Gonville and Caius College, MS 190/223, fols. 2v and 5

Medicine and astrology
England, c.1480- c.1500

This volume is a witness to the growing interest in medicine, astrology and alchemy in fifteenth-century England. It is open at the astrological volvelle and the vein man used for blood letting. Working from the outside to the centre of the volvelle, we see the points of the compass in English, the hours, days, and months, then the days within astrological houses and states of digestion, and finally the days of the moon. The movable dial has the signs for the planets and an aperture to reveal the size of the moon. There are two pointing indexes for the sun and the moon. By setting these correctly the medical practitioner could establish whether the relationship between the sun, the moon, and the ruling astrological signs promised successful treatment.

Gonville and Caius College, MS 336/725, fols. 153v-154

Case 5

John de Foxton, Liber cosmographiae
England, 1385-1408

This illustrated compendium of popular science was probably penned by its author and compiler, John de Foxton (c.1369-c.1440). An unbeneficed chaplain in Yorkshire, as Foxton was for most of the period of compilation of the book, would not have intended such an elaborate compilation for his own use, but for that of a generous patron. The illustrations range from astronomical tables drawn up by Foxton himself to elaborate figures of the temperaments and the planets. Mars (shown here) wears the armour called camail, with Scorpio and the sign of Aries, the ram. His expression, gesture, and sword suggest anger. At his feet are his children, stricken by war.

Trinity College, MS R.15.21, fols. 44v-45

John of Rupescissa, Liber de consideratione quintae essentiae, etc.
Southern France, possibly Roussillon area, early fifteenth century

In the fifteenth century, the works of John of Rupescissa, known as pseudo-Ramon Lull, were imported to England from southern France and Catalonia in numerous copies. They focused on quintessential remedies and included images of the common alchemical apparatus. The full-page illustrations of lunaria grass in this manuscript are unusual. Lunaria grass was considered unique in putting forth its fifteen leaves according to the waxing and waning of the moon. It had exceptional medicinal powers on the fifteenth day of the moon. This book testifies to the fascination of fifteenth-century English doctors with pseudo-Lullian alchemy. It became so influential that several English physicians applied for a license to practise quintessential alchemy in an attempt to rescue King Henry VI from his fits of madness in the 1450s.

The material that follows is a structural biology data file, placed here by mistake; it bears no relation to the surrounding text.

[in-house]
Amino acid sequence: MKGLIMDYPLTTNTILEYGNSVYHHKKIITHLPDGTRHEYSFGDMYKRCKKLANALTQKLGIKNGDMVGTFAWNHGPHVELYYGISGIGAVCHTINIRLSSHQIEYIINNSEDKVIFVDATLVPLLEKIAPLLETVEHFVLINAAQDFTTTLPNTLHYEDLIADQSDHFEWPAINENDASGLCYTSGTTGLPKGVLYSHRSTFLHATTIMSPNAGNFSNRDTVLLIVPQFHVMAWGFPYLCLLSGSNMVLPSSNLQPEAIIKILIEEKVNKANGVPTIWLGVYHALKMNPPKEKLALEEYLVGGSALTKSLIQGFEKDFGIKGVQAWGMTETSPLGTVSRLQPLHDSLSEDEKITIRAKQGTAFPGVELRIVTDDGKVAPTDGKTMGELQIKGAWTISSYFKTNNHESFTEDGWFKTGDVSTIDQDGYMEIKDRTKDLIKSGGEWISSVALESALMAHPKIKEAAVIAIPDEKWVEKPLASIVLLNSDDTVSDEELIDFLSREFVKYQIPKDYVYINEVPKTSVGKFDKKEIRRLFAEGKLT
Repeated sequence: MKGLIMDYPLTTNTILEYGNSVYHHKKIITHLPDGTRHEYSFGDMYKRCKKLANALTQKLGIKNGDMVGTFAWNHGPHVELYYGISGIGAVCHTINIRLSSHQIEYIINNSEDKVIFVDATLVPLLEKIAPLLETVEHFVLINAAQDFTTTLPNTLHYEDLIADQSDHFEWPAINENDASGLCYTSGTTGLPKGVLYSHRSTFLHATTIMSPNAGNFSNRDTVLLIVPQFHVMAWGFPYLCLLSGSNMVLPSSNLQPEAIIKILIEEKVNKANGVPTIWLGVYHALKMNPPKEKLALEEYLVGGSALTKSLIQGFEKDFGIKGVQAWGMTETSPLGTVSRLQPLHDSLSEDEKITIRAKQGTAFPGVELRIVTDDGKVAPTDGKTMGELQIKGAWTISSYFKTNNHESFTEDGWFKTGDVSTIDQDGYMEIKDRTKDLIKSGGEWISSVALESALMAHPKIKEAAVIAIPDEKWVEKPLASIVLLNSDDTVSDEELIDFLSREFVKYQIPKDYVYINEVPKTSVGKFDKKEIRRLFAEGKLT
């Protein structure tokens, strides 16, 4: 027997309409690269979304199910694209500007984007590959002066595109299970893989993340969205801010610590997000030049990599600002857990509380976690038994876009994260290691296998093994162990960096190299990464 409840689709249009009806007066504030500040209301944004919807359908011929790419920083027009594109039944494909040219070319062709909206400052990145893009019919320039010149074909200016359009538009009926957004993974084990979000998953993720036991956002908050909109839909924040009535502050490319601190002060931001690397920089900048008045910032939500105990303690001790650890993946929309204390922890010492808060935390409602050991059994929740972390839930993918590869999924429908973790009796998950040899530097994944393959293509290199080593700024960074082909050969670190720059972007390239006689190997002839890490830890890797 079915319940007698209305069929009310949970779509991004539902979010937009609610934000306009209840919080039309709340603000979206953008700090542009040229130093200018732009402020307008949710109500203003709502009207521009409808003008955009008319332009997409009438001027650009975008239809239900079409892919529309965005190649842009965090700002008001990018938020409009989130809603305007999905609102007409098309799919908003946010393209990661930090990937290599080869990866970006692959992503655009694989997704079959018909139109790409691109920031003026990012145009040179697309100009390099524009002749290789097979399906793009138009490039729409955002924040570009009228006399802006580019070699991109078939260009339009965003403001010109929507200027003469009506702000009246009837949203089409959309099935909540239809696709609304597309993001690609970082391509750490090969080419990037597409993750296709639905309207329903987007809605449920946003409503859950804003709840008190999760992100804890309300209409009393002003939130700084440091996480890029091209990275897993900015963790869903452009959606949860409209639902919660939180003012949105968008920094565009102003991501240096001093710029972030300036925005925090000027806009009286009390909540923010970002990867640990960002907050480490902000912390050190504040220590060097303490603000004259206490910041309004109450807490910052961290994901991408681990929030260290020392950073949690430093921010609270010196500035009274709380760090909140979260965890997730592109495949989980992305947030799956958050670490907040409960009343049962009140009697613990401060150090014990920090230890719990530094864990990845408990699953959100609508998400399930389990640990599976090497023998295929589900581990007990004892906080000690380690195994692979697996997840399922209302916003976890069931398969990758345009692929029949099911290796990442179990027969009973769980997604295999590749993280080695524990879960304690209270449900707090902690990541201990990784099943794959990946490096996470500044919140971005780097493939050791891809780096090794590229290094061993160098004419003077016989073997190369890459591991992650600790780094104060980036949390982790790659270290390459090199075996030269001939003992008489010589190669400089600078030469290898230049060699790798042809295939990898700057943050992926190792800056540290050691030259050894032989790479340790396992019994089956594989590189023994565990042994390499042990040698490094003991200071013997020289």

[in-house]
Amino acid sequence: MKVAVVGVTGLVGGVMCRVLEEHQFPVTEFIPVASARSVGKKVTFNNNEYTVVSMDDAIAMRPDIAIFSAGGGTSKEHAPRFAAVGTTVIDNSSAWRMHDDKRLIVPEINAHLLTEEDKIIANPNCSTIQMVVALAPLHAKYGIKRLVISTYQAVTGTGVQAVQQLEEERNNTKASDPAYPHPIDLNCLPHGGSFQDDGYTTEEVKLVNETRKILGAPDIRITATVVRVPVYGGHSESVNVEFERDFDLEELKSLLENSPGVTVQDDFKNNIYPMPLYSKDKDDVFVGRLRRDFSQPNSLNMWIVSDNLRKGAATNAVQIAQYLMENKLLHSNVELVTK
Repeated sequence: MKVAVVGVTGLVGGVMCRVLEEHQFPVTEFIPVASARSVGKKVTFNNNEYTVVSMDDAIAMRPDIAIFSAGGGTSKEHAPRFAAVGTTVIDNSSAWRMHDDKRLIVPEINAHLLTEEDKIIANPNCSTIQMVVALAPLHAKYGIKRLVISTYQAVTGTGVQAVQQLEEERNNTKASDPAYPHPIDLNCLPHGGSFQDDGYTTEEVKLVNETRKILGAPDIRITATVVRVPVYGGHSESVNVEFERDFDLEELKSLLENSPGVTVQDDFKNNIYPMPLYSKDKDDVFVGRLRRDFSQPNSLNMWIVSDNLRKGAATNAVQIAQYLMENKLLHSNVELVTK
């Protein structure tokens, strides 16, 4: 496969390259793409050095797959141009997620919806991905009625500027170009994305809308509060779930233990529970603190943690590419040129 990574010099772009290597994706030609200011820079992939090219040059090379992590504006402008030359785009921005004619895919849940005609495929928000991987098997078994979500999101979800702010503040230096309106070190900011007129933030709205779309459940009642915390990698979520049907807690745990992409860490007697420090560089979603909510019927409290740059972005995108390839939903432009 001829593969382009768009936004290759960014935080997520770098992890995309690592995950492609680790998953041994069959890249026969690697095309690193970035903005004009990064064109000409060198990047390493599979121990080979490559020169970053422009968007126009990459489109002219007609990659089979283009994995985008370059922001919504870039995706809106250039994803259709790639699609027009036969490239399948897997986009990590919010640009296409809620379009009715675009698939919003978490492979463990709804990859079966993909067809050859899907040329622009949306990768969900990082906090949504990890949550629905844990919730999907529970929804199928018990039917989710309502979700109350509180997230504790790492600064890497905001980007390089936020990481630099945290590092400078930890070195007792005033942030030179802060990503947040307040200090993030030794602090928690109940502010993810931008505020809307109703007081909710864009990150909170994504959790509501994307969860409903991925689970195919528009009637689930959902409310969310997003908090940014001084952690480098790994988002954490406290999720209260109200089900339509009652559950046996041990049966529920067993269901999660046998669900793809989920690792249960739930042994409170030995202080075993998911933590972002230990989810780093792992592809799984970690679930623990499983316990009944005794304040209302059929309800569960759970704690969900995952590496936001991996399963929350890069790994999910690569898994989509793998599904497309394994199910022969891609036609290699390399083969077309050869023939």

Corpus Christi College, MS 395, fols. 49v-50

Hyginus, Astronomica
Italy, Mantua, c.1475

In books II and III of his Astronomica the ancient author Hyginus named forty-two constellations, discussing their place in the sky at night and the mythological stories associated with them. The two books became very popular with humanists and wealthy bibliophiles of the late fifteenth century, as zodiacal astrology reached the peak of its intellectual authority and influence. This manuscript is closely associated with the court of the Gonzaga in Mantua, whose enthusiasm for astrology is well attested. It carries the ownership inscription of Leonora Gonzaga (1493-1543). Rather than a lavish presentation copy, it was probably a personal commission, copied on paper and illustrated with lightly coloured drawings. It is displayed at the constellation ‘Argo’. The artist depicted the mythical Greek ship as a contemporary vessel and marked the position of individual stars within the constellation.

Fitzwilliam Museum, MS 260, fol. 30

THEME 2: The Humanistic Manuscript

Case 6

Marcus Tullius Cicero, De officiis
Italy, Florence, c.1430